2. I found the signs are kind of confusing in terminal 3. You have to get picked up at the ride sharing area at the valet (V) level. I took a pedestrian bridge from the terminal to the parking structure then went one level down. May be easier if you come out of terminal 1.

    • Thanks J.J, I will be flying southwest so I think that will be terminal 1…hopefully it will be better. What I can find sounds like it is in the parking garage across from terminal 1.

    • Terminal 3 is a bit of a pain I agree, especially since it is on the far West side of the garage. When we landed from London a couple of months ago, customs is on the far East side of the terminal, so it is a good 10 minute walk to where the pickup is. As you said, it is on the Valet level and signs aren’t quite as good as in Terminal 1.

  3. How is it getting picked up at a hotel on the strip…do they have designated areas?

    Is it a pain at the airport or are the signs pretty easily marked for pick up?

  4. That’s just business, this is the economy at work. This isn’t slavery, nobody is being forced to do something against their will. If you get paid too little, go do something else. If you want to pay more, go ride a cab.

  5. They need to stop lowering prices and squeezing these drivers (I am not one). The best part of Uber for me was that I didn’t need cash and I didn’t have to think about tipping. With everything that’s coming out with how these drivers aren’t being paid enough, I feel like I need to start tipping. I would MUCH MUCH MUCH rather pay a little bit more to have the drivers compensated fairly for their time. It’s not about paying less…it’s about paying for what you get.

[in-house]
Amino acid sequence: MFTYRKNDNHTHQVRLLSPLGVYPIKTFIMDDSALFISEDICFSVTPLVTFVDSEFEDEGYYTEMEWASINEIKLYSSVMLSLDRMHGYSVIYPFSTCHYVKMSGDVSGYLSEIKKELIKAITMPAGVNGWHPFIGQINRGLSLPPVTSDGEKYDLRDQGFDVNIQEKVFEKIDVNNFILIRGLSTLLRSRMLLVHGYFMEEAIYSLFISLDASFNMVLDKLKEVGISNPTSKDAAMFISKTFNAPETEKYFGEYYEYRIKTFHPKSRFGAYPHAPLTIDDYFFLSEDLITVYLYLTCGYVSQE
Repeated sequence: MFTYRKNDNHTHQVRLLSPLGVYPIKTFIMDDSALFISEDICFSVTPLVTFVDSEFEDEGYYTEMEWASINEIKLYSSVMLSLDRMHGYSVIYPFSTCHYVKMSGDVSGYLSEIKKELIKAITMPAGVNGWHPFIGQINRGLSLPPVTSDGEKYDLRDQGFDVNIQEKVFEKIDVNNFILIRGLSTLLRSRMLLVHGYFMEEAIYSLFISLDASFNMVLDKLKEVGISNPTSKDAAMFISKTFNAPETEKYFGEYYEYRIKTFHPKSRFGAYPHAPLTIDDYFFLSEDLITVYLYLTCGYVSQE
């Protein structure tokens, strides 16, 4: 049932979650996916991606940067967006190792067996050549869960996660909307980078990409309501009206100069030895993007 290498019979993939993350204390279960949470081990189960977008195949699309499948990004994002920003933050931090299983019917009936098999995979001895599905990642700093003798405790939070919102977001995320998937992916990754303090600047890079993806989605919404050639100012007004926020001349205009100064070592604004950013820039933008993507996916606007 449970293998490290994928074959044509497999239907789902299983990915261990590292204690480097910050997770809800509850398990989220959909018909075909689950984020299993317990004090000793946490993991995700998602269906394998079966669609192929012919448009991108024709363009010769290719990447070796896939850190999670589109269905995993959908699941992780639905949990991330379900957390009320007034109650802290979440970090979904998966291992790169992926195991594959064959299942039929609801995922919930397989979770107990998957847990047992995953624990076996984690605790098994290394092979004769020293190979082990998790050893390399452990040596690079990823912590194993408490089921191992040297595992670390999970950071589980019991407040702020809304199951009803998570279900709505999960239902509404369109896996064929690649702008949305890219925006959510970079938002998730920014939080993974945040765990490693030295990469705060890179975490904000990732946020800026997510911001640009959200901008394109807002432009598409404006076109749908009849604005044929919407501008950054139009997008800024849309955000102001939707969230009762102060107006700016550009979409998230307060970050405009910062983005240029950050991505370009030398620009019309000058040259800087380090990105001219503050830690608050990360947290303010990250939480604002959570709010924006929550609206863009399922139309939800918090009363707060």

• Hi i am a driver and i honesty rather you get a cheap fare and tip because … They take a percent out of the fare and the tips are 100% ours which therefor means that less they can take which is a high amount here in vegas 25% of the fare that is and if everyone tiped 2 bucks for every ride i have given then my check should break about evevenow if you rather pay more for your fare and not tip then we make even less. The states are the ones in charge of this percent thing. Because about 11% goes to between the taxi service (8.75) and then state (2.25) it may be the other way around but then the ride share company wants there cut for providing us with the service so 14% to them